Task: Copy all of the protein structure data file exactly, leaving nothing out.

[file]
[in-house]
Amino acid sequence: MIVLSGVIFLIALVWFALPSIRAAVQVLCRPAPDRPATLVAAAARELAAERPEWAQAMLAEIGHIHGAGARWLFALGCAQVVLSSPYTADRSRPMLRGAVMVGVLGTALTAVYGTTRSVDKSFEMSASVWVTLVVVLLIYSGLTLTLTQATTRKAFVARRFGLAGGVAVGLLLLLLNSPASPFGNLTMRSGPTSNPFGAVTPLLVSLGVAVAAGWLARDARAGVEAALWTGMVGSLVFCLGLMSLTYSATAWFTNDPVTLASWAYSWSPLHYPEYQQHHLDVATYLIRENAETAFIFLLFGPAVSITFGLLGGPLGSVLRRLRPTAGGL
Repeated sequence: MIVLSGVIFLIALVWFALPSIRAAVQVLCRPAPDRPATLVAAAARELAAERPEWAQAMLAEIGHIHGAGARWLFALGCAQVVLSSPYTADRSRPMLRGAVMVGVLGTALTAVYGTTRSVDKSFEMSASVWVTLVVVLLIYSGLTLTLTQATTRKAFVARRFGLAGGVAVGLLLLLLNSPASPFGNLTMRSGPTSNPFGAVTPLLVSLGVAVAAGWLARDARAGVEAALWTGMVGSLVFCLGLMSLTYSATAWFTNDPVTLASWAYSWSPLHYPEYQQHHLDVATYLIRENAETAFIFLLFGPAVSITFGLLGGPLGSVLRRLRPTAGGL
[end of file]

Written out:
[in-house]
Amino acid sequence: MIVLSGVIFLIALVWFALPSIRAAVQVLCRPAPDRPATLVAAAARELAAERPEWAQAMLAEIGHIHGAGARWLFALGCAQVVLSSPYTADRSRPMLRGAVMVGVLGTALTAVYGTTRSVDKSFEMSASVWVTLVVVLLIYSGLTLTLTQATTRKAFVARRFGLAGGVAVGLLLLLLNSPASPFGNLTMRSGPTSNPFGAVTPLLVSLGVAVAAGWLARDARAGVEAALWTGMVGSLVFCLGLMSLTYSATAWFTNDPVTLASWAYSWSPLHYPEYQQHHLDVATYLIRENAETAFIFLLFGPAVSITFGLLGGPLGSVLRRLRPTAGGL
Repeated sequence: MIVLSGVIFLIALVWFALPSIRAAVQVLCRPAPDRPATLVAAAARELAAERPEWAQAMLAEIGHIHGAGARWLFALGCAQVVLSSPYTADRSRPMLRGAVMVGVLGTALTAVYGTTRSVDKSFEMSASVWVTLVVVLLIYSGLTLTLTQATTRKAFVARRFGLAGGVAVGLLLLLLNSPASPFGNLTMRSGPTSNPFGAVTPLLVSLGVAVAAGWLARDARAGVEAALWTGMVGSLVFCLGLMSLTYSATAWFTNDPVTLASWAYSWSPLHYPEYQQHHLDVATYLIRENAETAFIFLLFGPAVSITFGLLGGPLGSVLRRLRPTAGGL